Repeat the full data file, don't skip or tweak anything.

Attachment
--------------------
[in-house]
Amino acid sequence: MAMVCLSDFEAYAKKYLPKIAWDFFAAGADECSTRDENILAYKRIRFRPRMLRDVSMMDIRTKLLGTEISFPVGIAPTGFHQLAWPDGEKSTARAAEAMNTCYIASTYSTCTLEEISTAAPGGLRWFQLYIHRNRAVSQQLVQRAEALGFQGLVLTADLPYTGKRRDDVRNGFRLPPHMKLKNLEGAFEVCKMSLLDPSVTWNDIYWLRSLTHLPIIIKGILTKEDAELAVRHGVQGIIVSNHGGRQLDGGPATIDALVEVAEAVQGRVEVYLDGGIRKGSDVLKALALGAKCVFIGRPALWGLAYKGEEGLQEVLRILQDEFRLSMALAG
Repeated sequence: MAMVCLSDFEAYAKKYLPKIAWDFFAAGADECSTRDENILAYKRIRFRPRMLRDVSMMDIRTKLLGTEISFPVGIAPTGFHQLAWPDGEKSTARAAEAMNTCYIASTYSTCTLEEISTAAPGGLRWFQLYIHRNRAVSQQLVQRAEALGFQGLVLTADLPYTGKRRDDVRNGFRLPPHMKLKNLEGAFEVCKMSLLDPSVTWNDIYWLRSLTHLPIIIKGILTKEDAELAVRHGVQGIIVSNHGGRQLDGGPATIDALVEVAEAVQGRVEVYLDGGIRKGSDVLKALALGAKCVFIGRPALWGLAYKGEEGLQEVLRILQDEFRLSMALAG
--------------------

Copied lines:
[in-house]
Amino acid sequence: MAMVCLSDFEAYAKKYLPKIAWDFFAAGADECSTRDENILAYKRIRFRPRMLRDVSMMDIRTKLLGTEISFPVGIAPTGFHQLAWPDGEKSTARAAEAMNTCYIASTYSTCTLEEISTAAPGGLRWFQLYIHRNRAVSQQLVQRAEALGFQGLVLTADLPYTGKRRDDVRNGFRLPPHMKLKNLEGAFEVCKMSLLDPSVTWNDIYWLRSLTHLPIIIKGILTKEDAELAVRHGVQGIIVSNHGGRQLDGGPATIDALVEVAEAVQGRVEVYLDGGIRKGSDVLKALALGAKCVFIGRPALWGLAYKGEEGLQEVLRILQDEFRLSMALAG
Repeated sequence: MAMVCLSDFEAYAKKYLPKIAWDFFAAGADECSTRDENILAYKRIRFRPRMLRDVSMMDIRTKLLGTEISFPVGIAPTGFHQLAWPDGEKSTARAAEAMNTCYIASTYSTCTLEEISTAAPGGLRWFQLYIHRNRAVSQQLVQRAEALGFQGLVLTADLPYTGKRRDDVRNGFRLPPHMKLKNLEGAFEVCKMSLLDPSVTWNDIYWLRSLTHLPIIIKGILTKEDAELAVRHGVQGIIVSNHGGRQLDGGPATIDALVEVAEAVQGRVEVYLDGGIRKGSDVLKALALGAKCVFIGRPALWGLAYKGEEGLQEVLRILQDEFRLSMALAG